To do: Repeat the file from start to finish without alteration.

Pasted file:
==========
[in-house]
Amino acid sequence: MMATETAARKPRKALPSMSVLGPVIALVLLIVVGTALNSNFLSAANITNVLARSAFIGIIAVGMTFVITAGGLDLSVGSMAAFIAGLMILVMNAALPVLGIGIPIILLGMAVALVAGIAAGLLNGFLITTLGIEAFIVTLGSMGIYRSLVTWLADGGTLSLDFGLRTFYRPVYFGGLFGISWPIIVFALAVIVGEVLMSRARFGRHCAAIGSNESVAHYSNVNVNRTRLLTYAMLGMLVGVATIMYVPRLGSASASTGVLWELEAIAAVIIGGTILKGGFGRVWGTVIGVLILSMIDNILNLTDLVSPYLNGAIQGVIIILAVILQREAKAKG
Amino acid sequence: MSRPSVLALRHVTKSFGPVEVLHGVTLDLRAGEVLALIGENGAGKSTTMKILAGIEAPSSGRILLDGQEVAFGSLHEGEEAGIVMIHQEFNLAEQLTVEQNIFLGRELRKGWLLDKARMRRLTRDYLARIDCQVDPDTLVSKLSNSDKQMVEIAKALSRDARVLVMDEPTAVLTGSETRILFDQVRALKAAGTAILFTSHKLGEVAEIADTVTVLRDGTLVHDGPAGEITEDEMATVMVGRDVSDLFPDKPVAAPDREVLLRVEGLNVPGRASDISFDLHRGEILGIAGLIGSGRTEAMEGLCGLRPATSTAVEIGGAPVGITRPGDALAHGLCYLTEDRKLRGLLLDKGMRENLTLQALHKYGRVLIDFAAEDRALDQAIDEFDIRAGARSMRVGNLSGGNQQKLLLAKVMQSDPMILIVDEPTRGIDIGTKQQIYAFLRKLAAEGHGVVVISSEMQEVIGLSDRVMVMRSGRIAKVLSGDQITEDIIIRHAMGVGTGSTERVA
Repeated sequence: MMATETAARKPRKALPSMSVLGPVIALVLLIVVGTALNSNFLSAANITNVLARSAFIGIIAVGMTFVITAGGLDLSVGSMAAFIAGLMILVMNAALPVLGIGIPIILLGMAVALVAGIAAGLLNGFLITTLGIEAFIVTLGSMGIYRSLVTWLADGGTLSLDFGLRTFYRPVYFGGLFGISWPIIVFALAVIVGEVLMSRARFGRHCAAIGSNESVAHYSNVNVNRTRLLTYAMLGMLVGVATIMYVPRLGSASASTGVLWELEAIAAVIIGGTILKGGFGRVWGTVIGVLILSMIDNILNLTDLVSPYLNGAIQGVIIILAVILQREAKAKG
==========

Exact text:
[in-house]
Amino acid sequence: MMATETAARKPRKALPSMSVLGPVIALVLLIVVGTALNSNFLSAANITNVLARSAFIGIIAVGMTFVITAGGLDLSVGSMAAFIAGLMILVMNAALPVLGIGIPIILLGMAVALVAGIAAGLLNGFLITTLGIEAFIVTLGSMGIYRSLVTWLADGGTLSLDFGLRTFYRPVYFGGLFGISWPIIVFALAVIVGEVLMSRARFGRHCAAIGSNESVAHYSNVNVNRTRLLTYAMLGMLVGVATIMYVPRLGSASASTGVLWELEAIAAVIIGGTILKGGFGRVWGTVIGVLILSMIDNILNLTDLVSPYLNGAIQGVIIILAVILQREAKAKG
Amino acid sequence: MSRPSVLALRHVTKSFGPVEVLHGVTLDLRAGEVLALIGENGAGKSTTMKILAGIEAPSSGRILLDGQEVAFGSLHEGEEAGIVMIHQEFNLAEQLTVEQNIFLGRELRKGWLLDKARMRRLTRDYLARIDCQVDPDTLVSKLSNSDKQMVEIAKALSRDARVLVMDEPTAVLTGSETRILFDQVRALKAAGTAILFTSHKLGEVAEIADTVTVLRDGTLVHDGPAGEITEDEMATVMVGRDVSDLFPDKPVAAPDREVLLRVEGLNVPGRASDISFDLHRGEILGIAGLIGSGRTEAMEGLCGLRPATSTAVEIGGAPVGITRPGDALAHGLCYLTEDRKLRGLLLDKGMRENLTLQALHKYGRVLIDFAAEDRALDQAIDEFDIRAGARSMRVGNLSGGNQQKLLLAKVMQSDPMILIVDEPTRGIDIGTKQQIYAFLRKLAAEGHGVVVISSEMQEVIGLSDRVMVMRSGRIAKVLSGDQITEDIIIRHAMGVGTGSTERVA
Repeated sequence: MMATETAARKPRKALPSMSVLGPVIALVLLIVVGTALNSNFLSAANITNVLARSAFIGIIAVGMTFVITAGGLDLSVGSMAAFIAGLMILVMNAALPVLGIGIPIILLGMAVALVAGIAAGLLNGFLITTLGIEAFIVTLGSMGIYRSLVTWLADGGTLSLDFGLRTFYRPVYFGGLFGISWPIIVFALAVIVGEVLMSRARFGRHCAAIGSNESVAHYSNVNVNRTRLLTYAMLGMLVGVATIMYVPRLGSASASTGVLWELEAIAAVIIGGTILKGGFGRVWGTVIGVLILSMIDNILNLTDLVSPYLNGAIQGVIIILAVILQREAKAKG